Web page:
The filing period for local elections closed Friday, February 28 at 12:00 PM. The key races I’ve been watching are the Wake County District Attorney race, the Wake County Clerk Race, and various local Superior Court and District Court races.

These races will probably have more direct impact on Wake County voters lives than various state or federal elections, even though they are less closely watched than the more prominent races.

The DA’s race has turned into a four-way contest in the Republican primary between two felony assistant district attorneys, Jefferson Griffin and Jeff Cruden, and two candidates from the private bar, John Bryant and long-shot candidate Allen Swaim.

On the Democratic side, the DA’s race is a two-way contest between current Wake County Clerk Lorrin Freeman, the establishment candidate, and Benjamin Zellinger, a felony assistant district attorney with a good deal of family money.

The Clerk’s race has turned into a three way contest in the Republican Primary between sitting District Court Judge and Jesse Helms granddaughter Jennifer Knox and lesser known Barbara Moore and Joe Teague.

On the Democratic side, Sam Bridges, a former mayor of Garner, and Blair Williams, a former assistant clerk, have filed to run.

Most of the District Court bench up for election breathed a sigh of relief. Only Louis Meyer, who was appointed by Bev Perdue to finish out Kristen Ruth’s term, is facing a challenger. Meyer, a Democrat, came from Poyner Spruill where he practiced in the employment law section.

James Ronald “Ronnie” Ansley, who has run for judge in the past and is a solo practitioner, is running again against Meyer.

James Fullwood’s open seat is being sought by two candidates. Former District and Special Superior Judge Craig Croom, who enjoys wide support in the courthouse, will be facing Charles Gilliam Phillips.

Wake County Elections Watch: Candidate Filings

Candidates who have filed with the relevant Board of Elections as of 9:00 am, Friday, February 28, 2014:

Wake County District Attorney

Jefferson Griffin Candidate for District Attorney

  • Jefferson Griffin – Republican
  • Jeff Cruden – Republican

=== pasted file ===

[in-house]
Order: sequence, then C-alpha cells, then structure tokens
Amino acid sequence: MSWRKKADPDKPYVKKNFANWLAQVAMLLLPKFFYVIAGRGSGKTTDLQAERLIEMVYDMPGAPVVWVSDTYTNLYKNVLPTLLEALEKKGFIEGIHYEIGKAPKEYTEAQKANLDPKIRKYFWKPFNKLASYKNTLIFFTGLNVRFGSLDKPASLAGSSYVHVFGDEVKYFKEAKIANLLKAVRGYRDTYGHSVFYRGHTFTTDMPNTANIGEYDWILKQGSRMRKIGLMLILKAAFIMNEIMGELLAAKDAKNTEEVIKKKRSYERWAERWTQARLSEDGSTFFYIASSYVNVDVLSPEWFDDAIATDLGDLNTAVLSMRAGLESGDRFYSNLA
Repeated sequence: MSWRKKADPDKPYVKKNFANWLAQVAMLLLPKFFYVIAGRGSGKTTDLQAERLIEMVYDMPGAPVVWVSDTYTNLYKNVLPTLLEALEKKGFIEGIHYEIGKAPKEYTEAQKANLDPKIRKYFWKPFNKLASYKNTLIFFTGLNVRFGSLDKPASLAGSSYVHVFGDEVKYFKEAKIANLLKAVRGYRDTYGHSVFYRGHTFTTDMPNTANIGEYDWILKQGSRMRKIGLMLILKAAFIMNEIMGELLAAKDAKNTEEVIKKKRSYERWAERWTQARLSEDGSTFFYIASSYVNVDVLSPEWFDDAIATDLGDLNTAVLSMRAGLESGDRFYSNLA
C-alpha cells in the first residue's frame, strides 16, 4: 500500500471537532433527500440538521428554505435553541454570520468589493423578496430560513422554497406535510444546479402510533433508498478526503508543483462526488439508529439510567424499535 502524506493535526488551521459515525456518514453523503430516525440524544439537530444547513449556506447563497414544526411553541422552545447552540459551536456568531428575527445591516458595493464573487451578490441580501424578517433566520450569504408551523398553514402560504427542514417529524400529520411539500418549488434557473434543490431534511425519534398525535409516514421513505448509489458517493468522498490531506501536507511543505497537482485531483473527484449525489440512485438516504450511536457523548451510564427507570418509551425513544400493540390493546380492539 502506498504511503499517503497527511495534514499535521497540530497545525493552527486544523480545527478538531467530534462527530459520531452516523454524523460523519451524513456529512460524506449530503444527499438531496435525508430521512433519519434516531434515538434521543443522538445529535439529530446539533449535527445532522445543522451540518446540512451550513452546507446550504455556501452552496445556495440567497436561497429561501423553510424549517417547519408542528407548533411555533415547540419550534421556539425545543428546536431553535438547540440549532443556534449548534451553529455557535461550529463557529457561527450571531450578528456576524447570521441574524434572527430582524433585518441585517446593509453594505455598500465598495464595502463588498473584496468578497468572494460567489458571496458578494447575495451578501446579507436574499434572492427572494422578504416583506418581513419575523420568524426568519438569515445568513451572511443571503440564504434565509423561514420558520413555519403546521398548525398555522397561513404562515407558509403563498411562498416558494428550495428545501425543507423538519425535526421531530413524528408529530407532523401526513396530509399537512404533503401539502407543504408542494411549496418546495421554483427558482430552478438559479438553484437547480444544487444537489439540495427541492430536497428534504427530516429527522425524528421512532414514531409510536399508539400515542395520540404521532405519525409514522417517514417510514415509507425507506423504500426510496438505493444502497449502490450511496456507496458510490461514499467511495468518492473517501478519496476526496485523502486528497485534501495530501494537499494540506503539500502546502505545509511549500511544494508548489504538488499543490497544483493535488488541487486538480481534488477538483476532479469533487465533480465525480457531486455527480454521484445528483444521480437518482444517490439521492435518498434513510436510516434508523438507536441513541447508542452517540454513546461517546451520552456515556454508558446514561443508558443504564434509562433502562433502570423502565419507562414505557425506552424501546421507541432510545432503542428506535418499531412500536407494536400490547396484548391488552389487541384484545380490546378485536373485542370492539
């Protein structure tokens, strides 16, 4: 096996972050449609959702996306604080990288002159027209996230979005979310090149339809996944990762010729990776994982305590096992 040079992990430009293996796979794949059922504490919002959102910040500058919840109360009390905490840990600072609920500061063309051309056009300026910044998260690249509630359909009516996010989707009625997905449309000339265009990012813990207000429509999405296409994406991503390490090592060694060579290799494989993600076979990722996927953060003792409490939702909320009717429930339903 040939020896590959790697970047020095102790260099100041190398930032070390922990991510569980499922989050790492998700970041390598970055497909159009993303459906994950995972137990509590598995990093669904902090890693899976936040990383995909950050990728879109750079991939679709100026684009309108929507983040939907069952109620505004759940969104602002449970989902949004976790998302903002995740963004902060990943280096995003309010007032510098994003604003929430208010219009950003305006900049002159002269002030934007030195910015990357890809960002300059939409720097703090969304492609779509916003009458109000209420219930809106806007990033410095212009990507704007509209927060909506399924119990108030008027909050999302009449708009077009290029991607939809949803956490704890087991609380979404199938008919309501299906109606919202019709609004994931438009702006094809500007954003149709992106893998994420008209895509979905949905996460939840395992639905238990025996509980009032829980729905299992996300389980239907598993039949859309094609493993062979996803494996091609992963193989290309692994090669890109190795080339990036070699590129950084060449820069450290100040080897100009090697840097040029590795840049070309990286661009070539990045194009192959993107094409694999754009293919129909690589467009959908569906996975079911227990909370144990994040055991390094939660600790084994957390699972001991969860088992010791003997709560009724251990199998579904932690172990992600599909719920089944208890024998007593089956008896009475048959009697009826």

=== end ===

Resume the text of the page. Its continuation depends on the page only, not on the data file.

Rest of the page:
• T. Allen Swaim – Republican
  • John Walter Bryant – Republican

  • Lorrin Freeman – Democrat

  • Benjamin Oren Zellinger – Democrat

    Wake County Clerk of Court

  • Jennifer Knox – Republican
  • Barbara Moore – Republican
  • Joe Teague – Republican

  • Samuel Bridges – Democrat
  • Frank Blair Williams – Democrat

    Wake County Sheriff

  • Donnie Harrison – Republican

  • Willie Louis Rowe – Democrat

    Superior Court District 10A

  • Paul Ridgeway

    Superior Court District 10C

  • Paul Gessner

    District Court (Fullwood Seat)

  • Craig Croom
  • Charles Gilliam

    District Court (Rozier Seat)

  • Vinston Rozier

    District Court (Mangum Seat)

  • Ned Mangum

    District Court (Denning Seat)

  • Michael Denning

    District Court (Eagles Seat)

  • Margaret Eagles

    District Court (Bailey Seat)

  • Kris Bailey

    District Court (Gregory Seat)

  • Keith Gregory

    District Court (Meyer Seat)

  • Louis Meyer

  • Wake County Judicial Election Watch: Craig Croom

    Wake County Justice Center

    Craig Croom, a former Wake County District Court judge, has announced his bid to be re-elected to the bench. A Carolina, grad, Judge Croom has an impressive and varied resume, beginning as a Wake County Sheriff’s Deputy, then attending law school at North Carolina Central in 1994, working as an assistant district attorney, before joining the District Court bench in 1999.

    Before he was appointed to the Superior Court Bench as a Special Judge in 2011 by Governor Perdue, Judge Croom served as a District Court judge for more than a decade.

    He frequently presided over juvenile court as a District Court judge, and is widely respected around the courthouse as a fair judge who takes a special interest in young folks.

    Judge Croom has announced a campaign kickoff next week, sponsored by 30 Wake County attorneys.

    Croom is seeking to fill James Fullwood’s seat. Croom’s website doesn’t yet appear to be working.

    Judge Fullwood has served on the Wake County District Court bench since 1989, and faces mandatory retirement pursuant to N.C.G.S Sec. 7A-4.20:

    No justice or judge of the General Court of Justice may continue in office beyond the last day of the month in which he attains his seventy-second birthday, but justices and judges so retired may be recalled for periods of temporary service as provided in Subchapters II and III of this chapter.

    Judge Fullwood reaches 72 years of age on November 3, 2014, which means he would be required to retire from office by the end of that month this year.